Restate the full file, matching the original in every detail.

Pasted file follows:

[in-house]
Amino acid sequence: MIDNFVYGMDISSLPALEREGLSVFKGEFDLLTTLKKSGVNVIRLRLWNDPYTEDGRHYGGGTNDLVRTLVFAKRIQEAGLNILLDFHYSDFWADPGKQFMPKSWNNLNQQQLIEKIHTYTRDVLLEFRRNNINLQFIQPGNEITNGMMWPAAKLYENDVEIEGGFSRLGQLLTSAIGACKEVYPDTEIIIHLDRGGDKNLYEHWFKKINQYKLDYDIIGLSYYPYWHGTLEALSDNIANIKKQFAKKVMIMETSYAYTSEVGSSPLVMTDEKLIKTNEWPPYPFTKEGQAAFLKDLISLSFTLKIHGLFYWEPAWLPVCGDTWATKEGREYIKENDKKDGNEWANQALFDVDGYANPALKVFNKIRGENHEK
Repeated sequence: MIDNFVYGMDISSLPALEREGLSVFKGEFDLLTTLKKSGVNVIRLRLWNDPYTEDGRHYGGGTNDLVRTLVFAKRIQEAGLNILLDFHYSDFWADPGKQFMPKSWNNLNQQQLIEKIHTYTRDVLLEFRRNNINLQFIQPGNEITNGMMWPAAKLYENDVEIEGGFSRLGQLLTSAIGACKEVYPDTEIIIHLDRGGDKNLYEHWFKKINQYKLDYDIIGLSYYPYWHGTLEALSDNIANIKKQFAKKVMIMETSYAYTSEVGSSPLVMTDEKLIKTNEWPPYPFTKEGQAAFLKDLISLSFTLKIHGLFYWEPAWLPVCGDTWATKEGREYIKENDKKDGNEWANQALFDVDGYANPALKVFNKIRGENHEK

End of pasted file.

[in-house]
Amino acid sequence: MIDNFVYGMDISSLPALEREGLSVFKGEFDLLTTLKKSGVNVIRLRLWNDPYTEDGRHYGGGTNDLVRTLVFAKRIQEAGLNILLDFHYSDFWADPGKQFMPKSWNNLNQQQLIEKIHTYTRDVLLEFRRNNINLQFIQPGNEITNGMMWPAAKLYENDVEIEGGFSRLGQLLTSAIGACKEVYPDTEIIIHLDRGGDKNLYEHWFKKINQYKLDYDIIGLSYYPYWHGTLEALSDNIANIKKQFAKKVMIMETSYAYTSEVGSSPLVMTDEKLIKTNEWPPYPFTKEGQAAFLKDLISLSFTLKIHGLFYWEPAWLPVCGDTWATKEGREYIKENDKKDGNEWANQALFDVDGYANPALKVFNKIRGENHEK
Repeated sequence: MIDNFVYGMDISSLPALEREGLSVFKGEFDLLTTLKKSGVNVIRLRLWNDPYTEDGRHYGGGTNDLVRTLVFAKRIQEAGLNILLDFHYSDFWADPGKQFMPKSWNNLNQQQLIEKIHTYTRDVLLEFRRNNINLQFIQPGNEITNGMMWPAAKLYENDVEIEGGFSRLGQLLTSAIGACKEVYPDTEIIIHLDRGGDKNLYEHWFKKINQYKLDYDIIGLSYYPYWHGTLEALSDNIANIKKQFAKKVMIMETSYAYTSEVGSSPLVMTDEKLIKTNEWPPYPFTKEGQAAFLKDLISLSFTLKIHGLFYWEPAWLPVCGDTWATKEGREYIKENDKKDGNEWANQALFDVDGYANPALKVFNKIRGENHEK